Tokyo Ink has agreed to pay $45 million in penalties for concealing the import of a high performance pigment from India and China to the US with the purpose of avoiding antidumping and countervailing duties, federal authorities here have said.

Since import of colorant carbazole violet pigment number 23 (CVP-23) from India and China have been subject to high antidumping and countervailing duties since 2004, Tokyo Ink, a Japan-headquartered speciality chemicals maker, concealed their origin and told the US authorities that these were from Japan and Mexico, the Department of Justice said yesterday.

Although Tokyo Ink’s CVP-23 from China and India underwent a finishing process in Japan and Mexico before it was imported into the US, the government alleged that this process was insufficient to constitute a substantial transformation to render these countries as the countries of origin.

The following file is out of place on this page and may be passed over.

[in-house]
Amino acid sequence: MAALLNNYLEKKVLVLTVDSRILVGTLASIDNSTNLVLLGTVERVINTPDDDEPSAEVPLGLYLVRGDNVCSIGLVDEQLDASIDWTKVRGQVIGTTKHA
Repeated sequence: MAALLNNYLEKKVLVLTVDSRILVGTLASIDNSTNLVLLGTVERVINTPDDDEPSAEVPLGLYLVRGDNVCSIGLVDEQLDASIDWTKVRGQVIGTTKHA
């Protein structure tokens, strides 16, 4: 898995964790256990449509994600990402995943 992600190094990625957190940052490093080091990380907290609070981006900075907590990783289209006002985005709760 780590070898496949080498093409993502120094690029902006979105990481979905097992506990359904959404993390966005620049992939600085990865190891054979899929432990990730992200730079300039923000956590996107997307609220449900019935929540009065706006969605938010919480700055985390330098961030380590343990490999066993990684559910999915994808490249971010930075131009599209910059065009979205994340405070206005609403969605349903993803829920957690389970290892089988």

“Importers seeking access to United States markets must comply with the law, including the payment of customs duties meant to protect domestic companies from unfair competition abroad,” said Stuart Delery, Principal Deputy Assistant Attorney General for the Justice Department’s Civil Division.

“This settlement demonstrates that the Department of Justice will zealously guard the public fisc – taking action not only against those who fraudulently obtain government funds, but also against those who inappropriately avoid paying money owed to the United States,” he said.

The government alleged that Tokyo Ink knowingly misrepresented, or caused to be misrepresented, the country of origin on documents presented to US Customs and Border Protection to avoid paying duties, particularly antidumping and countervailing duties, on imports of the CVP-23 between April 2002 and March 2010.

(This article was published on December 18, 2012)
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